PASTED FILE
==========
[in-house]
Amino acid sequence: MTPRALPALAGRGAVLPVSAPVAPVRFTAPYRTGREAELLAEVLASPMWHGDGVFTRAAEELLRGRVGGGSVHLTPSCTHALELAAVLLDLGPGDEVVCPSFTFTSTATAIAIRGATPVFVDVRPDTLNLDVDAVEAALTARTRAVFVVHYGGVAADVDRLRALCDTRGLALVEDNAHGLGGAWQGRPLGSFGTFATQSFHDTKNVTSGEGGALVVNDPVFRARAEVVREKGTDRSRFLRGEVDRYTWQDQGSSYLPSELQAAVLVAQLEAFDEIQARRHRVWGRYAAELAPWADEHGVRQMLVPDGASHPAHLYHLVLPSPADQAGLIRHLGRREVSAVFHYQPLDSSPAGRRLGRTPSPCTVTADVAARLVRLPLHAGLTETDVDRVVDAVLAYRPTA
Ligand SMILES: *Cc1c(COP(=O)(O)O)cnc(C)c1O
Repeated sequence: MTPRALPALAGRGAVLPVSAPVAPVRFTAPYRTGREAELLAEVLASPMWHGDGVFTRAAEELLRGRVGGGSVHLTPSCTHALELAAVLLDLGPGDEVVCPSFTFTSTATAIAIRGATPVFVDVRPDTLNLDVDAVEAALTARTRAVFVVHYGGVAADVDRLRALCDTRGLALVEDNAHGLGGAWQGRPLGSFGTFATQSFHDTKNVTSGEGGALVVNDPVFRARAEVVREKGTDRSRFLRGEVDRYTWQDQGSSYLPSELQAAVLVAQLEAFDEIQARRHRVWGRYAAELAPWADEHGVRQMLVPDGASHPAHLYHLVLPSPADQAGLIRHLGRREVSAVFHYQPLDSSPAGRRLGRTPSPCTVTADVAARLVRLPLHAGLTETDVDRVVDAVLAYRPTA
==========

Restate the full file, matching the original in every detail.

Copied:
[in-house]
Amino acid sequence: MTPRALPALAGRGAVLPVSAPVAPVRFTAPYRTGREAELLAEVLASPMWHGDGVFTRAAEELLRGRVGGGSVHLTPSCTHALELAAVLLDLGPGDEVVCPSFTFTSTATAIAIRGATPVFVDVRPDTLNLDVDAVEAALTARTRAVFVVHYGGVAADVDRLRALCDTRGLALVEDNAHGLGGAWQGRPLGSFGTFATQSFHDTKNVTSGEGGALVVNDPVFRARAEVVREKGTDRSRFLRGEVDRYTWQDQGSSYLPSELQAAVLVAQLEAFDEIQARRHRVWGRYAAELAPWADEHGVRQMLVPDGASHPAHLYHLVLPSPADQAGLIRHLGRREVSAVFHYQPLDSSPAGRRLGRTPSPCTVTADVAARLVRLPLHAGLTETDVDRVVDAVLAYRPTA
Ligand SMILES: *Cc1c(COP(=O)(O)O)cnc(C)c1O
Repeated sequence: MTPRALPALAGRGAVLPVSAPVAPVRFTAPYRTGREAELLAEVLASPMWHGDGVFTRAAEELLRGRVGGGSVHLTPSCTHALELAAVLLDLGPGDEVVCPSFTFTSTATAIAIRGATPVFVDVRPDTLNLDVDAVEAALTARTRAVFVVHYGGVAADVDRLRALCDTRGLALVEDNAHGLGGAWQGRPLGSFGTFATQSFHDTKNVTSGEGGALVVNDPVFRARAEVVREKGTDRSRFLRGEVDRYTWQDQGSSYLPSELQAAVLVAQLEAFDEIQARRHRVWGRYAAELAPWADEHGVRQMLVPDGASHPAHLYHLVLPSPADQAGLIRHLGRREVSAVFHYQPLDSSPAGRRLGRTPSPCTVTADVAARLVRLPLHAGLTETDVDRVVDAVLAYRPTA